Having to go private

Elspeth
Elspeth Member Posts: 4
edited 28. Nov 2023, 14:09 in Living with arthritis

Hello. I am 59. I have OA in my knees, wrists, fingers, feet. In the past I have had cortisone injections to my worst knee, which helped , and enabled me to keep up tennis and hiking. Sadly I had to give this up 2 years ago as my knee was continually flaring up and swollen, and my feet became too painful.The last cortisone shot was not effective and the GP told me there was very little joint space to inject and surgery was likely my next option. In the past 2 years I have been referred to physio and referred to an “escape pain” course, 2 hour classes twice a week for 6 weeks, for people with knee and hip OA. I was unable to participate in this as I couldn’t get the necessary time off work. I asked if I could attend once a week but they would not accept me on that basis. I continue to work but am now struggling with some of my tasks due to reduced mobility and pain. So, I saw my GP last week. I asked if a knee replacement would now be appropriate. I also asked if anything could be done to help my foot pain. I was told that nothing at all could be done. Without the escape pain course I could not be referred. I was also told cortisone shots are not used for foot OA. So, that was that! Just keep taking the naproxen and paracetamol! My GP referred me to a private knee consultant. That, he said, was the only option. He apologised. Now I can say goodbye to a pension pot I get when I reach 60, ironically from 23 years employment in the NHS, which now offers me zilch! Sorry to sound negative. Has anyone else had this situation?😥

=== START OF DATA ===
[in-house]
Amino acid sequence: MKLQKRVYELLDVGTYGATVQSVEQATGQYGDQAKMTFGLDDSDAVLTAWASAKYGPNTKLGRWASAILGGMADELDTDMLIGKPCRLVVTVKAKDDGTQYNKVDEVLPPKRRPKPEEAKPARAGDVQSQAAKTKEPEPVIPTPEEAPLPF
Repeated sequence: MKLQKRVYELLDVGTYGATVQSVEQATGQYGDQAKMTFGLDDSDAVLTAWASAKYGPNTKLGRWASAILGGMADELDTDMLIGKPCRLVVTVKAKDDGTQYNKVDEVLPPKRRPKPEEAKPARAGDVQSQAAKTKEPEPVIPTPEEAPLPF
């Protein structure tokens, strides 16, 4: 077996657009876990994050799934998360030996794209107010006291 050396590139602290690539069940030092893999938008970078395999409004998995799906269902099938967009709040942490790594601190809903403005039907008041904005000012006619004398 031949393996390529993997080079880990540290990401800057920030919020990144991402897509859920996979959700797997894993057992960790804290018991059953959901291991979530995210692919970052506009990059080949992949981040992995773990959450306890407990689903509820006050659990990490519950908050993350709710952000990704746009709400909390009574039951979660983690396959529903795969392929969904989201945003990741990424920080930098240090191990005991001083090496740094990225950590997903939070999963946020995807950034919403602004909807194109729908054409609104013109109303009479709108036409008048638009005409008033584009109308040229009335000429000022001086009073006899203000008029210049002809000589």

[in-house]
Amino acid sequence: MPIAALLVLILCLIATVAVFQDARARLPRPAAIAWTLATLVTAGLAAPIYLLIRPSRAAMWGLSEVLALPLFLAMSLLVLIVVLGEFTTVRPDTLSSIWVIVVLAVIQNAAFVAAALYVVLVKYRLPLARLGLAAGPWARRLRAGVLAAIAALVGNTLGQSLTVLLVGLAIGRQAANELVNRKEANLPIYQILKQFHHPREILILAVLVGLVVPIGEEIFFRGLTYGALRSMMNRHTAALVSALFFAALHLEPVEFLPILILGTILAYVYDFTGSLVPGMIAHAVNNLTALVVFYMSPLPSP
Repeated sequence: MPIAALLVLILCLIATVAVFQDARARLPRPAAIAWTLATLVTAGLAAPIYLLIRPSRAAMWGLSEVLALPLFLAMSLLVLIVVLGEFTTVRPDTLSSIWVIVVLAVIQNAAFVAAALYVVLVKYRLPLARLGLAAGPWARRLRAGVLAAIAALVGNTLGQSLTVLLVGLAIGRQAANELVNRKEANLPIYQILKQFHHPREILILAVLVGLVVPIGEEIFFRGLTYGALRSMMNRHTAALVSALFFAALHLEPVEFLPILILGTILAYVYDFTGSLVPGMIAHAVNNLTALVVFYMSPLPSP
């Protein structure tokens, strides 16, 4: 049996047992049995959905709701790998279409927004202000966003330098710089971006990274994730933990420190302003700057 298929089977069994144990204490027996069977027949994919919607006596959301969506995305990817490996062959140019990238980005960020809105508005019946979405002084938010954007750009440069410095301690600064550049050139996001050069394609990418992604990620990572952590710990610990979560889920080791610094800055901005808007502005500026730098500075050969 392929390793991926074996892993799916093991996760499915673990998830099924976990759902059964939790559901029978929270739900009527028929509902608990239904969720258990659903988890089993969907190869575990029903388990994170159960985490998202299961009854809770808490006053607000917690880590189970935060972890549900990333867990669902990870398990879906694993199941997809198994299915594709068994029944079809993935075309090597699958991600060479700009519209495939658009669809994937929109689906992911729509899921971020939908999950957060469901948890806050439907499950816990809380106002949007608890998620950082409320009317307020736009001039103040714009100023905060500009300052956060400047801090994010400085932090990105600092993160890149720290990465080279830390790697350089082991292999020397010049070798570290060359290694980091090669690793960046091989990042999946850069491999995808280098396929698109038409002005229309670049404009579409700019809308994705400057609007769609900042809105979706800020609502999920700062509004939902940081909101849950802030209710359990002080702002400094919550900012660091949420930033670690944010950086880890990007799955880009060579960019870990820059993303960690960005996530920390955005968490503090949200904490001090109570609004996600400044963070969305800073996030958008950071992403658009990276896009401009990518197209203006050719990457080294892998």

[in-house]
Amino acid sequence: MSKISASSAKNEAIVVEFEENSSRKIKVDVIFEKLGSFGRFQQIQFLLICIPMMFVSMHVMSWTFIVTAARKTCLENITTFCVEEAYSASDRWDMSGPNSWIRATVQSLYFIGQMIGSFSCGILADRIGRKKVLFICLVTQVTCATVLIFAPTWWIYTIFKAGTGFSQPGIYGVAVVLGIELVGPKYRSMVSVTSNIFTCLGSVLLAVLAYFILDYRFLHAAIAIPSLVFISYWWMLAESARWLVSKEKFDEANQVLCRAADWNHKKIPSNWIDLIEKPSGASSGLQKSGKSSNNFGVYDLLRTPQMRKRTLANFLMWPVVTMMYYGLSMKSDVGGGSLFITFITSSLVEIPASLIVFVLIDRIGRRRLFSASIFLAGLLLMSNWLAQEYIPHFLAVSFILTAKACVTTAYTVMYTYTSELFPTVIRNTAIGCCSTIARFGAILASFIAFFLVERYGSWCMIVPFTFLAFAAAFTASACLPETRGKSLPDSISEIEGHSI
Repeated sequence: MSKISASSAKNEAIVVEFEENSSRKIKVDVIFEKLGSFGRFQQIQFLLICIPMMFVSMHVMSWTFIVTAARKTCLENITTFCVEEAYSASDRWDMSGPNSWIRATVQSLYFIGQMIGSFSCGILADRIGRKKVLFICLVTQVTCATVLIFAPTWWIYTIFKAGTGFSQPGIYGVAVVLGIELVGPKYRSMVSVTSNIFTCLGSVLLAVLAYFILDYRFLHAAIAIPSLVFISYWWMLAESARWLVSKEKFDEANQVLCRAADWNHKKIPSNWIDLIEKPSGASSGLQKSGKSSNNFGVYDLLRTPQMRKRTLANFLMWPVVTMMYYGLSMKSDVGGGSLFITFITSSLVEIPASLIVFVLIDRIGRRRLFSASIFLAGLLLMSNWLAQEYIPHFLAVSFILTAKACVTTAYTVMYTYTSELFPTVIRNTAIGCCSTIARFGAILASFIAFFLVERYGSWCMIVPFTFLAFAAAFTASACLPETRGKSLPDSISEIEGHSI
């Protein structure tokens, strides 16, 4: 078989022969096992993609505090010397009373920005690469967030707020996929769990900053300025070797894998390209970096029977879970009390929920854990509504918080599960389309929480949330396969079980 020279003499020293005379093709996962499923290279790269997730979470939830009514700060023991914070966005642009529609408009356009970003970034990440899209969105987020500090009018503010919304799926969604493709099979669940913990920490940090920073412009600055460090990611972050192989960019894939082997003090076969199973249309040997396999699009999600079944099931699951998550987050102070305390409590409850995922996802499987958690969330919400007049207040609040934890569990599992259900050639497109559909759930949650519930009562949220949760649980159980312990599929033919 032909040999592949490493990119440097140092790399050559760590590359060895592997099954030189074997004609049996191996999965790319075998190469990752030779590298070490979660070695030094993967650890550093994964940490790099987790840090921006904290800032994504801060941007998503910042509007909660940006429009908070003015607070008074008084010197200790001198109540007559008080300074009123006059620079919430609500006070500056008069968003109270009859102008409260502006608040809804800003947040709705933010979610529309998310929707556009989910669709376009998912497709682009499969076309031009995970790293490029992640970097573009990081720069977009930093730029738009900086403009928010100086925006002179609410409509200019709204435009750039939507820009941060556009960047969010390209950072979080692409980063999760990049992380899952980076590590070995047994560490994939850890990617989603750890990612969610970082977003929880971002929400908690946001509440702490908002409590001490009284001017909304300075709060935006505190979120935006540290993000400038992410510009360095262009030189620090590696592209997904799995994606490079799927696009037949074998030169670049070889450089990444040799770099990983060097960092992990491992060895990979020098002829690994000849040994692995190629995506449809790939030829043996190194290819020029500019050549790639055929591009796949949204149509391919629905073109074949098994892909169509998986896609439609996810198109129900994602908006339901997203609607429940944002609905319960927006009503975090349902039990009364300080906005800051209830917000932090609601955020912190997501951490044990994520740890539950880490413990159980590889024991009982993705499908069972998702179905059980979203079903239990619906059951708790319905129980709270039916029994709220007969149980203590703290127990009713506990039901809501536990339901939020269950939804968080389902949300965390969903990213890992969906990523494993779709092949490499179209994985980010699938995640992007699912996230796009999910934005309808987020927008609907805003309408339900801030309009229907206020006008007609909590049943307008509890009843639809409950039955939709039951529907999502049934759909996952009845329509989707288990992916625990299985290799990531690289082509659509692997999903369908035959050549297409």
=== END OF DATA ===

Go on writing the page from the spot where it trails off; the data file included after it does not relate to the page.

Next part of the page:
Comments

  • stickywicket
    stickywicket Member Posts: 27,710

    I'm sorry. This must be really galling, especially as you work for NHS. I'm afraid quite a few people on here have recently resorted to private medicine for their orthopaedic ops, my husband included. As you'll be aware, the NHS was in dire straits before covid and now it is really desperate. Presumably why so many hoops have to be jumped through to get a referral. If it's any consolation, even after a referral to an orthopaedic surgeon, most people seem to have to wait about two years now.

    Just a word of warning. If you can't take time off work for the Escape Pain course, will you be able to take off the necessary time for recovery from the surgery? Here's what the NHS says https://www.nhs.uk/conditions/knee-replacement/recovery/ I know, from my own experiences and my husband's that taking the time to let things heal properly is essential. It's all too easy to mess things up by rushing them.

    Good luck with your op. All mine (knees and hips) have been very successful.

    If at first you don't succeed, then skydiving definitely isn't for you.
    Steven Wright
  • Lilymary
    Lilymary Member Posts: 1,740

    I'm really surprised at your employers not seeing the benefit of you taking a bit of extra time off work for a limited period (ie 6 weeks) given that they will benefit from you being more mobile at the end of it, particularly as you say you work for the NHS.

    If someone was having physio post-op or recovering from surgery, this would be a non-issue, of course you'd have to have it. In this case you are becoming disabled by a degernative condition, and HAVE to take this time off to attend the course as a condition of being referred for further treatments. Their response it totally unreasonable - they're willing to let you have 2 hours off per week for a fixed limited period, but not 4? A tad petty I feel. As a result you can't seek the treatment you would otherwise be entitled to and end up having to PAY to go privately as a direct result of your employers intransigence? Nah. Take this further. Do you have a union rep? Or just go to personnel? This is just wrong.